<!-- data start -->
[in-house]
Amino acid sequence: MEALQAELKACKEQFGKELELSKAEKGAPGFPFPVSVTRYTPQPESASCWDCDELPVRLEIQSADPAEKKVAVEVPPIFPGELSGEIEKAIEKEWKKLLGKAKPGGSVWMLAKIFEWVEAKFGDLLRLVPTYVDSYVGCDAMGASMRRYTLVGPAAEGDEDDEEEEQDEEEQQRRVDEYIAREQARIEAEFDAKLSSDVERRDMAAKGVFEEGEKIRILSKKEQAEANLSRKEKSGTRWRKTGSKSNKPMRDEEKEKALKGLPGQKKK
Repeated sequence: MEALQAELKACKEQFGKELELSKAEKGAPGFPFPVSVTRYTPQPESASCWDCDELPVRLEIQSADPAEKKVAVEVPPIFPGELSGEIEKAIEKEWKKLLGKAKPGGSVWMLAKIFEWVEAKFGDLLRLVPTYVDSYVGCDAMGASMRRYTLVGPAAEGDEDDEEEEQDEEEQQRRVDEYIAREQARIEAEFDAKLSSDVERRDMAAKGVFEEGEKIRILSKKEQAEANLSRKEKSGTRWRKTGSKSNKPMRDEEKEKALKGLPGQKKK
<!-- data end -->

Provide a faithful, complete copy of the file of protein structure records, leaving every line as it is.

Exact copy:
[in-house]
Amino acid sequence: MEALQAELKACKEQFGKELELSKAEKGAPGFPFPVSVTRYTPQPESASCWDCDELPVRLEIQSADPAEKKVAVEVPPIFPGELSGEIEKAIEKEWKKLLGKAKPGGSVWMLAKIFEWVEAKFGDLLRLVPTYVDSYVGCDAMGASMRRYTLVGPAAEGDEDDEEEEQDEEEQQRRVDEYIAREQARIEAEFDAKLSSDVERRDMAAKGVFEEGEKIRILSKKEQAEANLSRKEKSGTRWRKTGSKSNKPMRDEEKEKALKGLPGQKKK
Repeated sequence: MEALQAELKACKEQFGKELELSKAEKGAPGFPFPVSVTRYTPQPESASCWDCDELPVRLEIQSADPAEKKVAVEVPPIFPGELSGEIEKAIEKEWKKLLGKAKPGGSVWMLAKIFEWVEAKFGDLLRLVPTYVDSYVGCDAMGASMRRYTLVGPAAEGDEDDEEEEQDEEEQQRRVDEYIAREQARIEAEFDAKLSSDVERRDMAAKGVFEEGEKIRILSKKEQAEANLSRKEKSGTRWRKTGSKSNKPMRDEEKEKALKGLPGQKKK